The PDP’s Hamlet Syndrome

by John Marino

July 4, 2003
Copyright © 2003 THE PUERTO RICO HERALD. All Rights Reserved.

. With no official candidate for the 2004 gubernatorial election, the Popular Democratic Party suddenly finds itself without a clear leader, and has begun to act like a party adrift.

The unanimous PDP choice — José Alfredo Hernández Mayoral — held out the possibility last month that he could drop out of the race before he officially joins it because of family health concerns -- specifically his 12-year-old son’s chronic, undiagnosed abdominal pains. No clear face has risen should he finally drop out, and party leaders to a man say he’ll be the candidate.

Word to that effect could come any day now as Hernández Mayoral is expected to definitely drop out, or confirm he is following through on his political aspirations.

In fact that decision should come by week’s end. As the Aug. 1 deadline for filing candidacies approaches, it becomes more likely the son of former three-term governor Rafael Hernández Colón will run. If he were to really drop out, he owes it to the party to grant it enough time to find a suitable replacement. And that time period is quickly expiring.

But the weeks of doubt have had an effect. The holdup on the party’s gubernatorial nominee has held up other candidates from officially filing for office, even though they have publicly announced their decision to run for a specific office.

Hernández Mayoral’s pause before accepting the leadership post has also worked to underline Gov. Calderón’s loss of political power since she announced in May that she would not seek reelection.

Just this week, dissenting PDP lawmakers blocked passage of the key Calderón administration initiative of undertaking a judicial reform, and last week they blocked another La Fortaleza bill aimed at resolving a Puerto Rico Electric Power Authority long-standing legal dispute with island towns and changing the formula by which the utility compensates municipal governments.

PDP mayors are publicly fighting with each other over the PREPA issue, with the mayors of Ponce and Mayaguez staunchly opposed to a proposed settlement in the payment dispute and the mayors of Caguas and Carolina backing the agreement.

Meanwhile, Calderón’s lame-duck status has also contributed to further resignations from her administration. Recently, Dalila Aguilú, the head of the embattled Mental Health and Anti-Addiction Services Administration, suddenly resigned from office. She cited obstacles from La Fortaleza to her plans to reform the agency. Calderón’s trusted Labor Secretary Victor Rivera will also drop out of public life for personal reasons.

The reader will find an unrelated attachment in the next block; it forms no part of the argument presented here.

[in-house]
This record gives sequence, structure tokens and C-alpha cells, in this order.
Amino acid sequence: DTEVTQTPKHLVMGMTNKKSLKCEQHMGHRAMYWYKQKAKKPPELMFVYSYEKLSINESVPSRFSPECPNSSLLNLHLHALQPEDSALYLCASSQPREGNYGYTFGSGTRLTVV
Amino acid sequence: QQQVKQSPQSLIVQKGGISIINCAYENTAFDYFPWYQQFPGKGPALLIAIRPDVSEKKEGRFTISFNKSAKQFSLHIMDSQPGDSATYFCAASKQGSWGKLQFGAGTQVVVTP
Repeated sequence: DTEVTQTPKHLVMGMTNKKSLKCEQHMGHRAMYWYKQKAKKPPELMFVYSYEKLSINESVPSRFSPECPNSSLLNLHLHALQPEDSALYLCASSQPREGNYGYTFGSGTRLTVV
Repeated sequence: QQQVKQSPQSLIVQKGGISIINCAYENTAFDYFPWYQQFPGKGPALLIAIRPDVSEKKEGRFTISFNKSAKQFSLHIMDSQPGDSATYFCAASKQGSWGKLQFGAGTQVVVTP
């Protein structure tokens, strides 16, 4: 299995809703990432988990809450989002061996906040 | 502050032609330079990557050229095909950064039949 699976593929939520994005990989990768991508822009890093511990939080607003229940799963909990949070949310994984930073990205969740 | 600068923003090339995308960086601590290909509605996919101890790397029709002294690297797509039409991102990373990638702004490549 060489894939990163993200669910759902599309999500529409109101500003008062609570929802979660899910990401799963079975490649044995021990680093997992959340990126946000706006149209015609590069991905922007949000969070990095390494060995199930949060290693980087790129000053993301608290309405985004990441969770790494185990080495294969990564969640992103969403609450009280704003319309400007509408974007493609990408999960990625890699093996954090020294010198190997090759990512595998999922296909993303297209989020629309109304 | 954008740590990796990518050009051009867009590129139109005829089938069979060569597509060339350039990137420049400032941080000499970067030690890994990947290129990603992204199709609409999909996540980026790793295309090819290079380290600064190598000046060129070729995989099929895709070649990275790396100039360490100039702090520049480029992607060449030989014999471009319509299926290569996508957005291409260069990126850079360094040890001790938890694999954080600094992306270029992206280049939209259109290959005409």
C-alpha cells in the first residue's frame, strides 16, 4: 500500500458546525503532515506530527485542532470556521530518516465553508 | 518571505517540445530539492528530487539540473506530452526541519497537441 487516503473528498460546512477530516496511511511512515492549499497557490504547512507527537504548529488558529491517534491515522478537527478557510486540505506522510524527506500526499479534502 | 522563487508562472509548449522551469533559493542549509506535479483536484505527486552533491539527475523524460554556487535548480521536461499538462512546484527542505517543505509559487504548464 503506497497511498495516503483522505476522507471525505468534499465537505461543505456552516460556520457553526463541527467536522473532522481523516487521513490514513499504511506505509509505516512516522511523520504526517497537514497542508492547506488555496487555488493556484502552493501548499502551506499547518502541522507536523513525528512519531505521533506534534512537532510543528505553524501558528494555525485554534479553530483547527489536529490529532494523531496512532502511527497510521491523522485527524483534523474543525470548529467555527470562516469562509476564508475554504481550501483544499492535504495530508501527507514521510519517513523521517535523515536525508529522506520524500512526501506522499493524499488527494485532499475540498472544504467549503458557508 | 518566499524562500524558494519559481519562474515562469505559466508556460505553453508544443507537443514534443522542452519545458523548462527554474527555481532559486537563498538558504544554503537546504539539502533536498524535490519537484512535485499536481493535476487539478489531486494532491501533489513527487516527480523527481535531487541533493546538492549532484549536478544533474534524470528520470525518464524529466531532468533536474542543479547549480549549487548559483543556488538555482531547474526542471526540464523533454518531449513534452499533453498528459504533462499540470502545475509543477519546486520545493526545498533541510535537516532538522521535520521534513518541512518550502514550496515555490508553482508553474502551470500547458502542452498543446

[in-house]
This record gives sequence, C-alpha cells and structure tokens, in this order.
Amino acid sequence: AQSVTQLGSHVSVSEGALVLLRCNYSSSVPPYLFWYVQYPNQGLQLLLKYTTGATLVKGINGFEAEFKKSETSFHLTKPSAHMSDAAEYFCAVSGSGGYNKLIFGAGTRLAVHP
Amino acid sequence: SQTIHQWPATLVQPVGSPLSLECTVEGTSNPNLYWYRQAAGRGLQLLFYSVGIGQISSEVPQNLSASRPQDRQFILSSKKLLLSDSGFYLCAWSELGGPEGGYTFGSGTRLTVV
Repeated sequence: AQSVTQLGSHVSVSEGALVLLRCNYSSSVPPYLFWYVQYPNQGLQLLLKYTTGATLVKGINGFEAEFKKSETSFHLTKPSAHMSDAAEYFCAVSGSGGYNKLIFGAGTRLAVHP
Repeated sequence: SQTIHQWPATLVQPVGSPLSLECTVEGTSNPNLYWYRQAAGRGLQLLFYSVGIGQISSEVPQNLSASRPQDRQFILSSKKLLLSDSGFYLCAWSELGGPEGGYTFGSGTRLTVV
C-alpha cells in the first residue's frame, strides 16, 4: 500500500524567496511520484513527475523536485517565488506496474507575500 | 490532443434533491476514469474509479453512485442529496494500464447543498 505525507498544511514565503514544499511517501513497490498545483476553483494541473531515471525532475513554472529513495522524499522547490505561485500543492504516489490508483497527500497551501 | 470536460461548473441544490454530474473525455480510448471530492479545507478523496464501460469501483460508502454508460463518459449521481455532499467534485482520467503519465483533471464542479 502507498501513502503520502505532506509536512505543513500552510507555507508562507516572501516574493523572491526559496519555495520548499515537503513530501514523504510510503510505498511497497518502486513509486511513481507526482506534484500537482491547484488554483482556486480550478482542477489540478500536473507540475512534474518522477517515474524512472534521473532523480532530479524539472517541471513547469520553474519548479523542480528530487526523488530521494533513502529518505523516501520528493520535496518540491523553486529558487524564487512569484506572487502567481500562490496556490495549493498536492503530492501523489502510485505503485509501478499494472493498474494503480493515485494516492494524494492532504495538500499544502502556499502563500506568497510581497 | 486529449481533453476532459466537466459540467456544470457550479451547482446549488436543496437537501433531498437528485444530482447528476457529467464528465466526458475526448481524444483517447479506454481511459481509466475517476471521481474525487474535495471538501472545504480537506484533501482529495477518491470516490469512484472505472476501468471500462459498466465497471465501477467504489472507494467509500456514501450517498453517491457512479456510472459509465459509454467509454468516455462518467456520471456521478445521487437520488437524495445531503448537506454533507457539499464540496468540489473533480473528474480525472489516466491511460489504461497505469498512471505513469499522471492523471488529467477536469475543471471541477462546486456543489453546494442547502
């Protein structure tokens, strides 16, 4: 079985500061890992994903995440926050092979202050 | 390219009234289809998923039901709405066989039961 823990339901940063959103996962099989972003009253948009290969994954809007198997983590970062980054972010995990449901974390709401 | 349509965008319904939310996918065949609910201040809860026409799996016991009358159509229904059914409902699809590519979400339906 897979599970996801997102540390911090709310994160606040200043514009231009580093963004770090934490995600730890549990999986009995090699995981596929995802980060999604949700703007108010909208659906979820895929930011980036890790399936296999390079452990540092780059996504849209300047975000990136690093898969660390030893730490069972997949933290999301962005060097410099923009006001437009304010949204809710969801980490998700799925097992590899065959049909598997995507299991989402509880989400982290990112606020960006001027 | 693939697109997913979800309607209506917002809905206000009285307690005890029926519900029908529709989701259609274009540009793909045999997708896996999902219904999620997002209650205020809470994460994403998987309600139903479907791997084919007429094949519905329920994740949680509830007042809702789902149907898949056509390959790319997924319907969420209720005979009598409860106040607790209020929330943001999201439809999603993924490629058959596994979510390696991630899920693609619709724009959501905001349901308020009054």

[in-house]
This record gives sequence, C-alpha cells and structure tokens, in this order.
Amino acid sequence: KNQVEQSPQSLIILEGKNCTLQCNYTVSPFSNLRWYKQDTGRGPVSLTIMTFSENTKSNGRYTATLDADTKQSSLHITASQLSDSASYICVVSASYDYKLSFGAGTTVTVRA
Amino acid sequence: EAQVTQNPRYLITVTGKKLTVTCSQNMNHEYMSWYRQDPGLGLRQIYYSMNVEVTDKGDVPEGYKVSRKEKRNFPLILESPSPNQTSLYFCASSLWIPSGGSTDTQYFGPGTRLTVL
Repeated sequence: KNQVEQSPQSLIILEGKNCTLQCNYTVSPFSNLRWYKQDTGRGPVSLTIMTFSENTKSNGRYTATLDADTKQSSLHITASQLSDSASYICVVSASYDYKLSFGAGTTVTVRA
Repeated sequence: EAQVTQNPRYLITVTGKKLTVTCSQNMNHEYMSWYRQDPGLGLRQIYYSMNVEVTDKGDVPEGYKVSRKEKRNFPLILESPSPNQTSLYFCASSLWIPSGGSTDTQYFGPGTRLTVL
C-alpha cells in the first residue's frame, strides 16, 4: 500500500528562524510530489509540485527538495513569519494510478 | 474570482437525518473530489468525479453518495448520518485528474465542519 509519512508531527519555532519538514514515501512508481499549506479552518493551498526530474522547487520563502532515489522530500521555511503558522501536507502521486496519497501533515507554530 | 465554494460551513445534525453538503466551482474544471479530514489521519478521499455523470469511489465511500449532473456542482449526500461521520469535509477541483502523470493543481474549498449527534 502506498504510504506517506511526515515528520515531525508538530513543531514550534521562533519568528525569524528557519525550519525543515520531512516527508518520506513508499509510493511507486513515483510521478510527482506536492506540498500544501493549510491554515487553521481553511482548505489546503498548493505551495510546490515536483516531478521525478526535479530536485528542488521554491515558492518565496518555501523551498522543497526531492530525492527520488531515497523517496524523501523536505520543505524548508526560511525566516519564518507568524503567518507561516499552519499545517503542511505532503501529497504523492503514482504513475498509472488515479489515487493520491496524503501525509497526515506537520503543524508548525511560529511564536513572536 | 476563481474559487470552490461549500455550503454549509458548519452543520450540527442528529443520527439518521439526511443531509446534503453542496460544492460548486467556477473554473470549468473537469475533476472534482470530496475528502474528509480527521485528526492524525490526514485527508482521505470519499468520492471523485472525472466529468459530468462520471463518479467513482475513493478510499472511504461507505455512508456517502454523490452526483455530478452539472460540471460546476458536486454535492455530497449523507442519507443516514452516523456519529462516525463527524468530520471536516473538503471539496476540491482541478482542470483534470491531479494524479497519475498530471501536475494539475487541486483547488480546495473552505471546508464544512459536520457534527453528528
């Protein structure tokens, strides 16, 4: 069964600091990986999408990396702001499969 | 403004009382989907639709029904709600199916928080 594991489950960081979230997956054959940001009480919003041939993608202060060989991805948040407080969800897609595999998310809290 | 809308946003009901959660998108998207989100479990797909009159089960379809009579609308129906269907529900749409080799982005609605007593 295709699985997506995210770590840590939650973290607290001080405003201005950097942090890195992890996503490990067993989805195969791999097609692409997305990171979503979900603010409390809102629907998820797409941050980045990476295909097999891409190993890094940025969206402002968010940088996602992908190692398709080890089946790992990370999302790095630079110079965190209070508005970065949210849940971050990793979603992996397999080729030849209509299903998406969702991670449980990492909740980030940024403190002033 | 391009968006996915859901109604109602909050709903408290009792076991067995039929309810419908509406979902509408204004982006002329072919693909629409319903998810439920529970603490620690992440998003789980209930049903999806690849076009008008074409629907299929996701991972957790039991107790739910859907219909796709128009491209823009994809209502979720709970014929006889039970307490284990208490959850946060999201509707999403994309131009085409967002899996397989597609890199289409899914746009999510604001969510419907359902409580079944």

Besides the question mark hovering over Hernández Mayoral’s candidacy, there is also doubt over who will be the PDP candidate for San Juan mayor. The only announced candidate, Sen. Roberto Vigoreaux, has yet to win Calderón’s backing or that of the rest of the PDP hierarchy.

So many people are slated to run for the Legislature, meanwhile, that the party will definitely have to weather some hard fought battles between House and Senate aspirants.

If Hernández Mayoral does not run, a pall will be cast over the eventual PDP candidate. He or she will be considered a second choice after the party had unanimously supported the former governor’s son as the candidate. Calderón can’t possibly change her mind and decide to run after insisting repeatedly that her decision is "firm and final." The credibility problem that would result would be insurmountable.

It’s ironic that it’s the PDP with a leadership problem when it is the New Progressive Party that is facing primaries to decide its gubernatorial and resident commissioner candidates. Everyone knows that the NPP, despite the challenges the party faces, has an undisputed leader, even though it’s not NPP President Carlos Pesquera, but former Gov. Pedro Rosselló.

The primaries could still rock the party, although it’s likely to do so more in the resident commissioner race, rather than the gubernatorial race, where Rosselló has a commanding lead. And continuing investigations of public corruption under the Rosselló administration by federal officials could still mean further blows for the NPP’s chances of regaining power in 2004.

Hernández Mayoral will soon — any day now it is expected — make a definitive move one way or the other. If he goes for it, this past month may be remembered as a minor Hamlet act. But while it has not spelled out tragedy, it nonetheless has had an impact.

In the weeks that he has largely been out of the public eye, the PDP’s gubernatorial aspirant has lost the momentum engendered by the unanimous backing he received the day after Gov. Calderón announced she would not seek reelection. If he ascends to take the PDP mantel, it will at least be a more awkward transition to power than it would have been if he had gone for it right away.

Calderón’s decision not to seek reelection leaves her free to bash the past administration with glee, and the PDP’s gubernatorial candidate could be insulated from the NPP’s attack on the PDP administration, since the candidate will not be Calderón. This could be an effective political strategy against the NPP, a party trying to regain power amidst the cloud of corruption still playing itself out in island courts.

But the pause given by a high-profile PDP figure before accepting power has needlessly weakened the hand the ruling party has heading into the next elections. That is especially so since the PDP president, Gov. Calderón, bailed out of the gubernatorial contest in 2004 for not fully explained personal reasons.

John Marino, City Editor of The San Juan Star, writes the weekly Puerto Rico Report column for the Puerto Rico Herald. He can be reached directly at: Marino@coqui.net

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